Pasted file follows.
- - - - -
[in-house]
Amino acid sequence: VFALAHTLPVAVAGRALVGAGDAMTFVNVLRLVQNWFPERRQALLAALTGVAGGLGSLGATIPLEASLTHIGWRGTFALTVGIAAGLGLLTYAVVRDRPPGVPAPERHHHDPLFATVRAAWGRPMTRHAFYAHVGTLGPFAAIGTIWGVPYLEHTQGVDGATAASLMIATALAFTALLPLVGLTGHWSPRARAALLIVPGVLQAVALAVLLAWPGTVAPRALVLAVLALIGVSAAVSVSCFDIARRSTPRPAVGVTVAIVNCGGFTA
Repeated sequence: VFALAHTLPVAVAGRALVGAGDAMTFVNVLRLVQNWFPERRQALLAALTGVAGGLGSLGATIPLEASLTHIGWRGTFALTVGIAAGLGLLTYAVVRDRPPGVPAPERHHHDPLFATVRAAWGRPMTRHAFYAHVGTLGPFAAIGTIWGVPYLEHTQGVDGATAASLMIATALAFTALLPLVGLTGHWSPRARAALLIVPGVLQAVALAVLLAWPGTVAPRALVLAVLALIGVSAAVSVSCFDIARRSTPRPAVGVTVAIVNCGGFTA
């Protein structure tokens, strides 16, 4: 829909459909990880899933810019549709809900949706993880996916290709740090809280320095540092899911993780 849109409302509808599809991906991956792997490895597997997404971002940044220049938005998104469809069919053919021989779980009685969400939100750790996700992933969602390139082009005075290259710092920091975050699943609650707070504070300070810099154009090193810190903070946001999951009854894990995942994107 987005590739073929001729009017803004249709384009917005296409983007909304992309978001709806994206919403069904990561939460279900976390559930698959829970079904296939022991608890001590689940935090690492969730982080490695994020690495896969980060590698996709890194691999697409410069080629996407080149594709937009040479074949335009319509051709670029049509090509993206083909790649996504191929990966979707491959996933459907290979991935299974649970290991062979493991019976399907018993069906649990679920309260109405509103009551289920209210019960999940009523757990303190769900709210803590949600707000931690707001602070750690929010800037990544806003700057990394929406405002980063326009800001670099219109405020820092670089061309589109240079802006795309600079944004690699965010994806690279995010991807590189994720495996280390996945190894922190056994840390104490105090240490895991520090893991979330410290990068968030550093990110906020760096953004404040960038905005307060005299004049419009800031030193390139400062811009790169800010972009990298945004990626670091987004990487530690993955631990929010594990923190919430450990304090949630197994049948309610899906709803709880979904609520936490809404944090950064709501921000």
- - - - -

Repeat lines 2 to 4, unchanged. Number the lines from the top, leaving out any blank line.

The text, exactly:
Amino acid sequence: VFALAHTLPVAVAGRALVGAGDAMTFVNVLRLVQNWFPERRQALLAALTGVAGGLGSLGATIPLEASLTHIGWRGTFALTVGIAAGLGLLTYAVVRDRPPGVPAPERHHHDPLFATVRAAWGRPMTRHAFYAHVGTLGPFAAIGTIWGVPYLEHTQGVDGATAASLMIATALAFTALLPLVGLTGHWSPRARAALLIVPGVLQAVALAVLLAWPGTVAPRALVLAVLALIGVSAAVSVSCFDIARRSTPRPAVGVTVAIVNCGGFTA
Repeated sequence: VFALAHTLPVAVAGRALVGAGDAMTFVNVLRLVQNWFPERRQALLAALTGVAGGLGSLGATIPLEASLTHIGWRGTFALTVGIAAGLGLLTYAVVRDRPPGVPAPERHHHDPLFATVRAAWGRPMTRHAFYAHVGTLGPFAAIGTIWGVPYLEHTQGVDGATAASLMIATALAFTALLPLVGLTGHWSPRARAALLIVPGVLQAVALAVLLAWPGTVAPRALVLAVLALIGVSAAVSVSCFDIARRSTPRPAVGVTVAIVNCGGFTA
């Protein structure tokens, strides 16, 4: 829909459909990880899933810019549709809900949706993880996916290709740090809280320095540092899911993780 849109409302509808599809991906991956792997490895597997997404971002940044220049938005998104469809069919053919021989779980009685969400939100750790996700992933969602390139082009005075290259710092920091975050699943609650707070504070300070810099154009090193810190903070946001999951009854894990995942994107 987005590739073929001729009017803004249709384009917005296409983007909304992309978001709806994206919403069904990561939460279900976390559930698959829970079904296939022991608890001590689940935090690492969730982080490695994020690495896969980060590698996709890194691999697409410069080629996407080149594709937009040479074949335009319509051709670029049509090509993206083909790649996504191929990966979707491959996933459907290979991935299974649970290991062979493991019976399907018993069906649990679920309260109405509103009551289920209210019960999940009523757990303190769900709210803590949600707000931690707001602070750690929010800037990544806003700057990394929406405002980063326009800001670099219109405020820092670089061309589109240079802006795309600079944004690699965010994806690279995010991807590189994720495996280390996945190894922190056994840390104490105090240490895991520090893991979330410290990068968030550093990110906020760096953004404040960038905005307060005299004049419009800031030193390139400062811009790169800010972009990298945004990626670091987004990487530690993955631990929010594990923190919430450990304090949630197994049948309610899906709803709880979904609520936490809404944090950064709501921000």